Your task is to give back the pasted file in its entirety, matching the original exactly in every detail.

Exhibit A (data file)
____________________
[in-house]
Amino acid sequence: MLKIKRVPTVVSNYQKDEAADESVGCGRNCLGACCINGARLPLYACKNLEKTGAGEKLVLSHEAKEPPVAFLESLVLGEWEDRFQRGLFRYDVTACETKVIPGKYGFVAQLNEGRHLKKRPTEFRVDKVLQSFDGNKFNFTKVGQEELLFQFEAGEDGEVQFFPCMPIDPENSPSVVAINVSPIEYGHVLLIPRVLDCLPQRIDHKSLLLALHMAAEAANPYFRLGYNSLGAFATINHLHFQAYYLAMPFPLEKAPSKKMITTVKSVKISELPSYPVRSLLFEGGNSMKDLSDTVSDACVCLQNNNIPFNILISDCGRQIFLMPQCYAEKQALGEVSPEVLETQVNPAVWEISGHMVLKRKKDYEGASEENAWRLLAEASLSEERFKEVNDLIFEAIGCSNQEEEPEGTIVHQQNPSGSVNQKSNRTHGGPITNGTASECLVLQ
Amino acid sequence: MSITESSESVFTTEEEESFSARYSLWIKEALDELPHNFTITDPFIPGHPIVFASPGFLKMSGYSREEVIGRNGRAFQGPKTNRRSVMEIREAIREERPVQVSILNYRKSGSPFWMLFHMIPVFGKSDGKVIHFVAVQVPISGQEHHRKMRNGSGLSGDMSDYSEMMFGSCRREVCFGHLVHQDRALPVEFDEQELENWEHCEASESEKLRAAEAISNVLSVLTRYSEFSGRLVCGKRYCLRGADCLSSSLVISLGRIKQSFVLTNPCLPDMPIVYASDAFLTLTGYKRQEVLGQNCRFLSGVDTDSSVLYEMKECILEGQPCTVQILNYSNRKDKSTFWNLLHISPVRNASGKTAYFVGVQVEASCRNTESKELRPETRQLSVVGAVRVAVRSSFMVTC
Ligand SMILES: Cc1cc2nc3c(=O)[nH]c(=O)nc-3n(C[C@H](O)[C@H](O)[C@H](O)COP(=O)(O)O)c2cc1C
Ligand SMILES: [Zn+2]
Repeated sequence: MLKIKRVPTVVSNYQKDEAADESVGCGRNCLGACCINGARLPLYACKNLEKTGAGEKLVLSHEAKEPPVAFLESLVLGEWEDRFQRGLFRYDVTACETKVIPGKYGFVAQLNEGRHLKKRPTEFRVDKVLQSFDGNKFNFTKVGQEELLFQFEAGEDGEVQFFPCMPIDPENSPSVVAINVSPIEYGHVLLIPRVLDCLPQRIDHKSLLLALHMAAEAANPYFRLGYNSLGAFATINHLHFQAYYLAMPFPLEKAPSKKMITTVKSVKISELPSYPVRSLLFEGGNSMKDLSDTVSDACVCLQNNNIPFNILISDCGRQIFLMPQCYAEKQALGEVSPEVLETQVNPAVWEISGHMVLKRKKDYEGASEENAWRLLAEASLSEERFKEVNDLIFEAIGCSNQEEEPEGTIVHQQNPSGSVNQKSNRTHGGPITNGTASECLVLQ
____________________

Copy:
[in-house]
Amino acid sequence: MLKIKRVPTVVSNYQKDEAADESVGCGRNCLGACCINGARLPLYACKNLEKTGAGEKLVLSHEAKEPPVAFLESLVLGEWEDRFQRGLFRYDVTACETKVIPGKYGFVAQLNEGRHLKKRPTEFRVDKVLQSFDGNKFNFTKVGQEELLFQFEAGEDGEVQFFPCMPIDPENSPSVVAINVSPIEYGHVLLIPRVLDCLPQRIDHKSLLLALHMAAEAANPYFRLGYNSLGAFATINHLHFQAYYLAMPFPLEKAPSKKMITTVKSVKISELPSYPVRSLLFEGGNSMKDLSDTVSDACVCLQNNNIPFNILISDCGRQIFLMPQCYAEKQALGEVSPEVLETQVNPAVWEISGHMVLKRKKDYEGASEENAWRLLAEASLSEERFKEVNDLIFEAIGCSNQEEEPEGTIVHQQNPSGSVNQKSNRTHGGPITNGTASECLVLQ
Amino acid sequence: MSITESSESVFTTEEEESFSARYSLWIKEALDELPHNFTITDPFIPGHPIVFASPGFLKMSGYSREEVIGRNGRAFQGPKTNRRSVMEIREAIREERPVQVSILNYRKSGSPFWMLFHMIPVFGKSDGKVIHFVAVQVPISGQEHHRKMRNGSGLSGDMSDYSEMMFGSCRREVCFGHLVHQDRALPVEFDEQELENWEHCEASESEKLRAAEAISNVLSVLTRYSEFSGRLVCGKRYCLRGADCLSSSLVISLGRIKQSFVLTNPCLPDMPIVYASDAFLTLTGYKRQEVLGQNCRFLSGVDTDSSVLYEMKECILEGQPCTVQILNYSNRKDKSTFWNLLHISPVRNASGKTAYFVGVQVEASCRNTESKELRPETRQLSVVGAVRVAVRSSFMVTC
Ligand SMILES: Cc1cc2nc3c(=O)[nH]c(=O)nc-3n(C[C@H](O)[C@H](O)[C@H](O)COP(=O)(O)O)c2cc1C
Ligand SMILES: [Zn+2]
Repeated sequence: MLKIKRVPTVVSNYQKDEAADESVGCGRNCLGACCINGARLPLYACKNLEKTGAGEKLVLSHEAKEPPVAFLESLVLGEWEDRFQRGLFRYDVTACETKVIPGKYGFVAQLNEGRHLKKRPTEFRVDKVLQSFDGNKFNFTKVGQEELLFQFEAGEDGEVQFFPCMPIDPENSPSVVAINVSPIEYGHVLLIPRVLDCLPQRIDHKSLLLALHMAAEAANPYFRLGYNSLGAFATINHLHFQAYYLAMPFPLEKAPSKKMITTVKSVKISELPSYPVRSLLFEGGNSMKDLSDTVSDACVCLQNNNIPFNILISDCGRQIFLMPQCYAEKQALGEVSPEVLETQVNPAVWEISGHMVLKRKKDYEGASEENAWRLLAEASLSEERFKEVNDLIFEAIGCSNQEEEPEGTIVHQQNPSGSVNQKSNRTHGGPITNGTASECLVLQ